a place where saints and children tell how hearts learn to forgive.
Built of hopes and dreams and visions, rock of faith and vault of grace;
here the love of Christ shall end divisions:
All are welcome, all are welcome, all are welcome in this place.

Let us build a house where prophets speak, and words are strong and true,
where all God’s children dare to seek to dream God’s reign anew.
Here the cross shall stand as witness and as symbol of God’s grace;
Here as one we claim the faith of Jesus:
All are welcome, all are welcome, all are welcome in this place.

Let us build a house where love is found in water, wine and wheat:
a banquet hall on holy ground where peace and justice meet.
Here the love of God, through Jesus, is revealed in time and space;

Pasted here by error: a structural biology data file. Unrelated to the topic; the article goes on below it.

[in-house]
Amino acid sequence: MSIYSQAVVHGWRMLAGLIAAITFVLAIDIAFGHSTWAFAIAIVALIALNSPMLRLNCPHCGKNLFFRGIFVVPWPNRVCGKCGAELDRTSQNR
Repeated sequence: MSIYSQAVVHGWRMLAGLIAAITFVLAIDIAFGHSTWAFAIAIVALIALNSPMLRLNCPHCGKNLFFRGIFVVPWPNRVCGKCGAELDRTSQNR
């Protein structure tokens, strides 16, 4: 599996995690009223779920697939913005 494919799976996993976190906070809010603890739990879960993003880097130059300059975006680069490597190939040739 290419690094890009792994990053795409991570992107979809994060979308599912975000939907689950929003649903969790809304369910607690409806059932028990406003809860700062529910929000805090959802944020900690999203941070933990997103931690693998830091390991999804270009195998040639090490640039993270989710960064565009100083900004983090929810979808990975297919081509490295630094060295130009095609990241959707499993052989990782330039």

as we share in Christ the feast that frees us:
All are welcome, all are welcome, all are welcome in this place.

Let us build a house where hands will reach beyond the wood and stone
to heal and strengthen, serve and teach, and live the Word they’ve known.
Here the outcast and the stranger bear the image of God’s face;
let us bring an end to fear and danger:
All are welcome, all are welcome, all are welcome in this place.

Let us build a house where all are named, their songs and visions heard
and loved and treasured, taught and claimed as words within the Word.
Built of tears and cries and laughter, prayers of faith and songs of grace,
let this house proclaim from floor to rafter:
All are welcome, all are welcome, all are welcome in this place.

Marty Haugen (Singing the Faith 409)

We share The Grace

May the grace of our Lord Jesus Christ,

the love of God,

and the fellowship of the Holy Spirit

be with us all, evermore.